Inside Microsoft’s Office at Redmond

Oct 15, 2009 12 comments

Here is a photo tour of Microsoft’s new research building called Building 99 in Redmond, Washington, USA.


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A huge atrium with a coffee shop, a huge projector and sound system, so they can hold speeches there, or show movies or do other presentations.

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Inside the building there are tons of collaboration spaces where they could meet, along with surfaces they could write things on. Here’s some equations that were on one such collaboration area, done by the cryptography group.

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A “Minority Report” like holographic screens. Cool toys these guys have.

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Each conference room has a little computer in front of it. Want to know if the room is open to use? Just check. Or sign up. It hooks into Microsoft’s Exchange server so other people who are at their desks can see the room is taken.

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Microsoft Research is doing a lot of research where they need a completely quiet room, so they built one. Called an anechoic chamber this thing is so quiet you could hear your heart beating.

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The floor is actually elevated so all networking, and air control can be put underneath. The carpet isn’t actually one solid piece, but rather is tiled so that each piece can be lifted off and things underneath can be reconfigured. If a researcher is bothered by the location of the air vent in their office he or she could have it moved to some other location. Even the interior walls were moveable. So, if a group wanted to change its space they could do so without costing Microsoft a lot of money in rebuilding costs.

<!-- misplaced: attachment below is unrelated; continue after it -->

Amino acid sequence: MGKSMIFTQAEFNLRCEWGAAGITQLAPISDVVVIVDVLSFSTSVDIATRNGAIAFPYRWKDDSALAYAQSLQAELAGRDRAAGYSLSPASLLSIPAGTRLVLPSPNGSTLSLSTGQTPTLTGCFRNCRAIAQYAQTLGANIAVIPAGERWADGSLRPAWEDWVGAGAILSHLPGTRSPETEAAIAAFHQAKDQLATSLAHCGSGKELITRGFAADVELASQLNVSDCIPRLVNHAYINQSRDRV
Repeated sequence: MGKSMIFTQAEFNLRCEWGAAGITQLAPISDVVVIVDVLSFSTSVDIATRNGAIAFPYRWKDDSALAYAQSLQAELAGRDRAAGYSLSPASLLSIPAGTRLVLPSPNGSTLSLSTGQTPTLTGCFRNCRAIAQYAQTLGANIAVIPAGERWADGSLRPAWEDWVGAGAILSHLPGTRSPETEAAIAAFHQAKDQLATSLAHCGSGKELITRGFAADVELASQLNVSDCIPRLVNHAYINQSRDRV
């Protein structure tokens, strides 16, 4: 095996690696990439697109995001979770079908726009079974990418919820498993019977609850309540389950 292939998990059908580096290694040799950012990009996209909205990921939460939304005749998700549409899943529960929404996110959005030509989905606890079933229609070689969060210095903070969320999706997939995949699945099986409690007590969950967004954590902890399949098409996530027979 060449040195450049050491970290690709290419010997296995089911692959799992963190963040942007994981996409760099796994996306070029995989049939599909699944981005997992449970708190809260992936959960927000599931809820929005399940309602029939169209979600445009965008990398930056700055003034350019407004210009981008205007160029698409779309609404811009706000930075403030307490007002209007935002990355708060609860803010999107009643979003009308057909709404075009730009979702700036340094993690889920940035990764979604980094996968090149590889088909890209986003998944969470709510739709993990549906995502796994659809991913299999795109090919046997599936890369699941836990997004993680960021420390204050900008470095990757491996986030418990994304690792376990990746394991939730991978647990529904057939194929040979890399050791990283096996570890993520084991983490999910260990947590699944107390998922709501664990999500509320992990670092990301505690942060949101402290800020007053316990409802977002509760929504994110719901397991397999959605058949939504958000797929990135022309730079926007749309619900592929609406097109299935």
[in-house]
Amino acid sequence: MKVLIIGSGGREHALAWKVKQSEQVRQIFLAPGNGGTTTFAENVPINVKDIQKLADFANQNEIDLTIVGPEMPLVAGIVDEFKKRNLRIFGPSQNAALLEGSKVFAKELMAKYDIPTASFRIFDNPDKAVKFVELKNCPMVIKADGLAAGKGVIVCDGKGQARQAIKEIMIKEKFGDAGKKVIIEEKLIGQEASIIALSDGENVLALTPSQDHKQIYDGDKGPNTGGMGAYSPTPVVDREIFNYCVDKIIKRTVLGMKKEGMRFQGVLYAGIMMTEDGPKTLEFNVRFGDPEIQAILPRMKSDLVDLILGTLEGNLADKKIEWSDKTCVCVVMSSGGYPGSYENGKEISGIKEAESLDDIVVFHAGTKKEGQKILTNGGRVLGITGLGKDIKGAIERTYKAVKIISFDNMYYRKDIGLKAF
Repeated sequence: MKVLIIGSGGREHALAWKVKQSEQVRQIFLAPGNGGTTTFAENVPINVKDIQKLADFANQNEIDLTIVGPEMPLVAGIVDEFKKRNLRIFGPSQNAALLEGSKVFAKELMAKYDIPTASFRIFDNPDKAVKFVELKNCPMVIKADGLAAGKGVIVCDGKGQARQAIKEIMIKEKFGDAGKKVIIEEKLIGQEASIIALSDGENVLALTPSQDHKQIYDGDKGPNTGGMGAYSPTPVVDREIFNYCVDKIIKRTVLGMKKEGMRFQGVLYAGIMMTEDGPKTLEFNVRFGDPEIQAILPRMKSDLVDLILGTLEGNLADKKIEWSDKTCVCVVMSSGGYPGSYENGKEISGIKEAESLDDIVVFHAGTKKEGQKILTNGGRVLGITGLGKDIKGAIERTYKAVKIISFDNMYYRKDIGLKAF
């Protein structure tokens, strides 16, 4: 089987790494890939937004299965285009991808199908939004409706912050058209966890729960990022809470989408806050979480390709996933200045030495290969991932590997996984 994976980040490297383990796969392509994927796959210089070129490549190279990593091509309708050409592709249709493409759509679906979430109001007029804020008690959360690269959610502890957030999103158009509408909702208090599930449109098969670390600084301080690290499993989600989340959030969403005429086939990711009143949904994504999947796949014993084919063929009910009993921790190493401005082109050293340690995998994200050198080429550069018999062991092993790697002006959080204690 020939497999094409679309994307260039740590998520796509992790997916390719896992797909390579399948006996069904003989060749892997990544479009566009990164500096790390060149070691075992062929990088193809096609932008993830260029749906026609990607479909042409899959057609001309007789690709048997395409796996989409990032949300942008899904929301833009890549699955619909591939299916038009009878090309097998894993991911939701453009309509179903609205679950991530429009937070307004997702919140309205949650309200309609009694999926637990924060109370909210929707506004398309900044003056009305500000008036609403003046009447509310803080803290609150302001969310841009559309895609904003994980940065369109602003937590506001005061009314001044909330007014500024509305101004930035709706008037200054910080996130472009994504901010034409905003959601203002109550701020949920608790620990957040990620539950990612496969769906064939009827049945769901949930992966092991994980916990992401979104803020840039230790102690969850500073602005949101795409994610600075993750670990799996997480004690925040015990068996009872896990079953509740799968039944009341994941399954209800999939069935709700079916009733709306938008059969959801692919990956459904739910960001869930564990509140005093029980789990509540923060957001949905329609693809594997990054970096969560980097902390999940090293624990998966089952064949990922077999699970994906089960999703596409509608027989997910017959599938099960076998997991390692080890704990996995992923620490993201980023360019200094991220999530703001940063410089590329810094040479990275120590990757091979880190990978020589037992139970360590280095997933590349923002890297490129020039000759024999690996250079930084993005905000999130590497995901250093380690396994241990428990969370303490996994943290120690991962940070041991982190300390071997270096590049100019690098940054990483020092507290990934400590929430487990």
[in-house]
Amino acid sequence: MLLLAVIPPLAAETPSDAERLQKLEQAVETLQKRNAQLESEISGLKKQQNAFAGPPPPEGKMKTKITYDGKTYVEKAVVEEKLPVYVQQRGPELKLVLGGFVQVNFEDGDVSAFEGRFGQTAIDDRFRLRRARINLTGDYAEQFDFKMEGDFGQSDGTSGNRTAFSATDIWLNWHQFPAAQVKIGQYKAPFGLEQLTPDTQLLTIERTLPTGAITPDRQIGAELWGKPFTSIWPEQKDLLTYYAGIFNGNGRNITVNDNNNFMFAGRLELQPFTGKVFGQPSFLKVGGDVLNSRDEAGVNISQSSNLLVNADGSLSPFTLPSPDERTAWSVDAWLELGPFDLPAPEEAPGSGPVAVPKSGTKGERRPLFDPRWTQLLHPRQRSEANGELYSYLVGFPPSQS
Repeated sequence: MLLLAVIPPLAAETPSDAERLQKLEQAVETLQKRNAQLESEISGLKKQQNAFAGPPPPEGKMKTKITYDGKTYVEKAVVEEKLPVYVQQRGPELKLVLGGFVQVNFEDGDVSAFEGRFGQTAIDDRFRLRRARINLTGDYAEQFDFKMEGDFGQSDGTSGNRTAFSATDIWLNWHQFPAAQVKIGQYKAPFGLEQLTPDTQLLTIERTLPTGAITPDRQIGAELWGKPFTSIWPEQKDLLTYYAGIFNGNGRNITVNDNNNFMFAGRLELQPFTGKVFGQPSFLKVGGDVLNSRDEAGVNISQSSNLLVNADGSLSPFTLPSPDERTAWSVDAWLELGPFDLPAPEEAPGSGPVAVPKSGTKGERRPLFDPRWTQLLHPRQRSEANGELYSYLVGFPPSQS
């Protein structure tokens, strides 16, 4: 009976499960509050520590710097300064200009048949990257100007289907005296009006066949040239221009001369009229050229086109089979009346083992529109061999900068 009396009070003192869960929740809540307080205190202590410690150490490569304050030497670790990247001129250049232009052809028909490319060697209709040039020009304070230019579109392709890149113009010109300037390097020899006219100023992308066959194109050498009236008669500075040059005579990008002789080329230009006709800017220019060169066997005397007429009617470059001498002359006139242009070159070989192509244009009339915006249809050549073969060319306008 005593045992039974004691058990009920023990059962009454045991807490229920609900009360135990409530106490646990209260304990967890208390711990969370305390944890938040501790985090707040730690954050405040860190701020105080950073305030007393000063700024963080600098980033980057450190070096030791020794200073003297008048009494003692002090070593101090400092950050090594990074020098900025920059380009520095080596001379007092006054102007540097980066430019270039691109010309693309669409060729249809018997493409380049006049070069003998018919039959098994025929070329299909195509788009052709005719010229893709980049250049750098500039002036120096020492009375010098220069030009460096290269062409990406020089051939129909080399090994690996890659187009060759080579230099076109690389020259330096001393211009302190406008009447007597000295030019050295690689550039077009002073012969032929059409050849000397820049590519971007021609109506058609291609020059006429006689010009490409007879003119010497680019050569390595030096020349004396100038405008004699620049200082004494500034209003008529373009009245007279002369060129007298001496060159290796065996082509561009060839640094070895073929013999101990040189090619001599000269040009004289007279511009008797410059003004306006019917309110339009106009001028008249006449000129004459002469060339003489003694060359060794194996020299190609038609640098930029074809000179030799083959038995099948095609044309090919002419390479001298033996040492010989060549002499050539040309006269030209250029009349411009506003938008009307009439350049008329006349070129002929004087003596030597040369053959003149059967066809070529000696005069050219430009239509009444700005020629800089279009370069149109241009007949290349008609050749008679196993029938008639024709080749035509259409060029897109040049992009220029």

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The parking garage tells you what floors have spaces available so you don’t waste time looking.

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Instead of wasting lots of room building bigger offices so that researchers could have space for book collections, they built book cases into the hallways.

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Wide open spaces with coffee tables.

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Many of the conference rooms are open to viewing from the atrium.

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[via Scobleizer]


  1. Now I want to work for Microsoft. Too bad I know very little about software :(.

  2. Don't worry Brian, neither do they ;)

  3. Cryptography? which Microsoft program offers encryption? Which data is encrypted? Why is it encrypted? Why does Microsoft want us to think it is inventing encryption routines?


  4. Microsoft outlook

  5. Psh. My school's conference rooms have those computers that tell you when they're taken

  6. What I remember from visiting the Redmond offices was the fully-stocked pantry's on every floor (drinks and munchies), and how each developer had full control of his own space and schedule, including moving in a bed for napping in the office. Quite an environment.

  7. LMAO @ Jonathon!!

  8. Googleplex looks more fun than Microsoft's. This looks like a serious place to work on. Definitely not my type of environment to think creatively.

  9. Where I work we have the conference room displays and tiled carpet. It's a small company that I work for with barely any IT budget.

  10. The Computer in front of the Conference Room looks like Windows 95...

  11. I've been in this building. Not as impressive as it appears here.


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